• Around 60% of recipients of UC see deductions made from their payments. These may be for repayment of Advances, overpayments, or other debts, including to Government and other public sector bodies.
  • These deductions can be up to 40% of the UC standard allowance. These deductions can mean that claimants are, in some cases, left with as little as £20 per week to cover their bills, food and other essential costs.
  • StepChange, a debt support charity, modelled the effect of different levels of deductions on benefit claimants who are in debt. They explained that even a 5% deduction would leave almost half of their clients unable to meet essential expenditure.

The Government does not measure cumulative effect of the various benefit caps and freezes. House of Commons Library research on lone parent and couple households with one or two children, both in and out of work, showed these households are:

  • between £888 and £1,845 per year worse off in 2019/20 than if benefits had been up-rated consistently in line with inflation from 2015/16;
  • between £36 and £723 worse off in real terms in 2019/20 compared to 2010-11; and
  • have seen a real terms fall in income of between 0.7% and 6.7% between 2010/11 and 2019/20.

Some of the most striking and concerning evidence the Committee has received is from and about people who are “destitute”: a state of being in our society which the Government does not measure or even define, despite acknowledging to the Committee that it would be useful to understand “destitution” better.  In the 2016 Welfare Reform Act, Government abandoned the targets on child poverty it had set itself in 2010.  Criticism that “poverty line” targets focus efforts on lifting those just below the poverty line to just above is arguably countered by the fact that abandoning those targets altogether means no efforts are focused on lifting people out of poverty at all – and the measures above demonstrate the evolving phenomenon that even full time work is no longer a sure route out of poverty. The very welcome improvements to UC work incentives in the 2018 budget have not done anywhere enough to “make work pay” for single parents and dual-earning families; and they will offer little comfort to people who are unable to work or work more hours, often due to childcare needs or limitations imposed by a health condition.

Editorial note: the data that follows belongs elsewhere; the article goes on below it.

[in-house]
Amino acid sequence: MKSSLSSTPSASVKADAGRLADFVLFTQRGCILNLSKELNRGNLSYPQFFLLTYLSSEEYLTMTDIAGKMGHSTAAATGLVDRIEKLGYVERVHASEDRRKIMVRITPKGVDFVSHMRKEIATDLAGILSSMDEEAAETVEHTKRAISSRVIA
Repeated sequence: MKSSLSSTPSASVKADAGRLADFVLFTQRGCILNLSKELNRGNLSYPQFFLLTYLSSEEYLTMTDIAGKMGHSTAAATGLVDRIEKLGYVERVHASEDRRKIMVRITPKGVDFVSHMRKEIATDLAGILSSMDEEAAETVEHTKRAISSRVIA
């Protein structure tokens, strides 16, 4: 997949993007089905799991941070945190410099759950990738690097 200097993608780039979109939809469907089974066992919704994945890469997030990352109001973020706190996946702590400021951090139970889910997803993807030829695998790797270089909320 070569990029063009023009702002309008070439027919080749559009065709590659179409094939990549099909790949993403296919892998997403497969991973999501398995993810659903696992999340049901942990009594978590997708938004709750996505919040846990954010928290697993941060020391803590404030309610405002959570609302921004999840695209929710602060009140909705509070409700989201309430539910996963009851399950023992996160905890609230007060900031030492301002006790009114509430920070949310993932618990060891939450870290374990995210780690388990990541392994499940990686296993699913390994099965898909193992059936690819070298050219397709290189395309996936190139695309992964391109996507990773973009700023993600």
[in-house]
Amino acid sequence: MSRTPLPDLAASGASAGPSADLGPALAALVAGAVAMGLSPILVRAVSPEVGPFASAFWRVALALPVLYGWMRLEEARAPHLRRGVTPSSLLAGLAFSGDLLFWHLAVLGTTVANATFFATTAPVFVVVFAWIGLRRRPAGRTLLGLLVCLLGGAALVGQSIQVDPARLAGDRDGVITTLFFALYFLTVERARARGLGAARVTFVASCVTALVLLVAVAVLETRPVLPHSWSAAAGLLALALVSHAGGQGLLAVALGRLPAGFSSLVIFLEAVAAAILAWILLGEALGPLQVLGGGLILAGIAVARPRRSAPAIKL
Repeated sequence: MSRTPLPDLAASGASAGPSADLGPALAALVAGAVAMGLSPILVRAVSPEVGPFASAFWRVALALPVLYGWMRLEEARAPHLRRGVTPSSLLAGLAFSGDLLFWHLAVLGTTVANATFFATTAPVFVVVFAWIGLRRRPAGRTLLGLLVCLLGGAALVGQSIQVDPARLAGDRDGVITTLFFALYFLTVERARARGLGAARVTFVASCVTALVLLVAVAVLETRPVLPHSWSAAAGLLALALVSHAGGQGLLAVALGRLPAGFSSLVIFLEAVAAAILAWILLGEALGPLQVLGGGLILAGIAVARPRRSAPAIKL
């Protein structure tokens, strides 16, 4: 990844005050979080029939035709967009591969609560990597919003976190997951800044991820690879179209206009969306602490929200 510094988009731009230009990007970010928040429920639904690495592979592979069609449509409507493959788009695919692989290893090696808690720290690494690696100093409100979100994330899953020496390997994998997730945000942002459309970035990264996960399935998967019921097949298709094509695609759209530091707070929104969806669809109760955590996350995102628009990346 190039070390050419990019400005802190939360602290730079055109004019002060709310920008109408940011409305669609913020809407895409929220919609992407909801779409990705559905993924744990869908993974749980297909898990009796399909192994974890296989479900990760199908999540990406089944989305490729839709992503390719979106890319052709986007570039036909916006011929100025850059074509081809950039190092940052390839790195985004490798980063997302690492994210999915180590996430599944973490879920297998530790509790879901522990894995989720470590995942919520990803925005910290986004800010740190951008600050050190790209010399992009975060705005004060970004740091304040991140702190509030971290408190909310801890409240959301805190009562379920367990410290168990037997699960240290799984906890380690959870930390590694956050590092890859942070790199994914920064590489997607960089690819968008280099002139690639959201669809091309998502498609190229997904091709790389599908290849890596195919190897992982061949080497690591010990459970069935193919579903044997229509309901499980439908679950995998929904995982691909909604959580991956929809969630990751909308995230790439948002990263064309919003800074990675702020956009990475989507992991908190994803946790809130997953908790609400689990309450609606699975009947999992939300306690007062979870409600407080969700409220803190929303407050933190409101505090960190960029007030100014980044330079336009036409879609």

How to start to fix it

The benefit freeze

  • Most benefits for working-age people have been frozen since 2015/16, meaning that  already low benefit rates have become divorced from the actual costs of living. People who cannot boost their incomes sufficiently through work—or for whom work itself incurs additional costs, like for childcare or the additional costs of living for disabled people —face enormous, on-going challenges in simply meeting their basic day-to-day needs.
  •   The Local Housing Allowance freeze means that there is now a gap between housing benefit rates and rent prices in the private sector in the vast majority of English local authorities. In some areas, families needing a two-bedroom house face a shortfall of over £100 a month. Bridging a gap of this size would be hard enough for many people in work. For people who cannot work, it can be impossible. The Committee says that tenants need help now. They “are not to blame for a mismatch between supply and demand in the housing market, and should not bear the brunt of It”.